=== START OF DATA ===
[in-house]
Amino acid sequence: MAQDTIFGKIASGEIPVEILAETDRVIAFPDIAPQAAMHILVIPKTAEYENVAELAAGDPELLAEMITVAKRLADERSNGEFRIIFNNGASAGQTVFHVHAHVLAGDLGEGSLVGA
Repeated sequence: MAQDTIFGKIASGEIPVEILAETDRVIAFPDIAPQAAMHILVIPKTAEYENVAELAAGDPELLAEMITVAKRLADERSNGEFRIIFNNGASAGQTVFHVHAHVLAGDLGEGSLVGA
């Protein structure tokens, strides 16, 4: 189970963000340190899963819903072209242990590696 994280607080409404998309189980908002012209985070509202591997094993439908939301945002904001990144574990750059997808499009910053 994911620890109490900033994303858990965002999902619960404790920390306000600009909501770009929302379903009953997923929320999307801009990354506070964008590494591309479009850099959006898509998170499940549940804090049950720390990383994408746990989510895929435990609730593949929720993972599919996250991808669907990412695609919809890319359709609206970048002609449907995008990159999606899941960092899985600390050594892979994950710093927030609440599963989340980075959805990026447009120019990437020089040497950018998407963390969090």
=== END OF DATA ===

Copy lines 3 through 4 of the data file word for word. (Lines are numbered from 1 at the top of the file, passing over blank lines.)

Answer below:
Repeated sequence: MAQDTIFGKIASGEIPVEILAETDRVIAFPDIAPQAAMHILVIPKTAEYENVAELAAGDPELLAEMITVAKRLADERSNGEFRIIFNNGASAGQTVFHVHAHVLAGDLGEGSLVGA
């Protein structure tokens, strides 16, 4: 189970963000340190899963819903072209242990590696 994280607080409404998309189980908002012209985070509202591997094993439908939301945002904001990144574990750059997808499009910053 994911620890109490900033994303858990965002999902619960404790920390306000600009909501770009929302379903009953997923929320999307801009990354506070964008590494591309479009850099959006898509998170499940549940804090049950720390990383994408746990989510895929435990609730593949929720993972599919996250991808669907990412695609919809890319359709609206970048002609449907995008990159999606899941960092899985600390050594892979994950710093927030609440599963989340980075959805990026447009120019990437020089040497950018998407963390969090």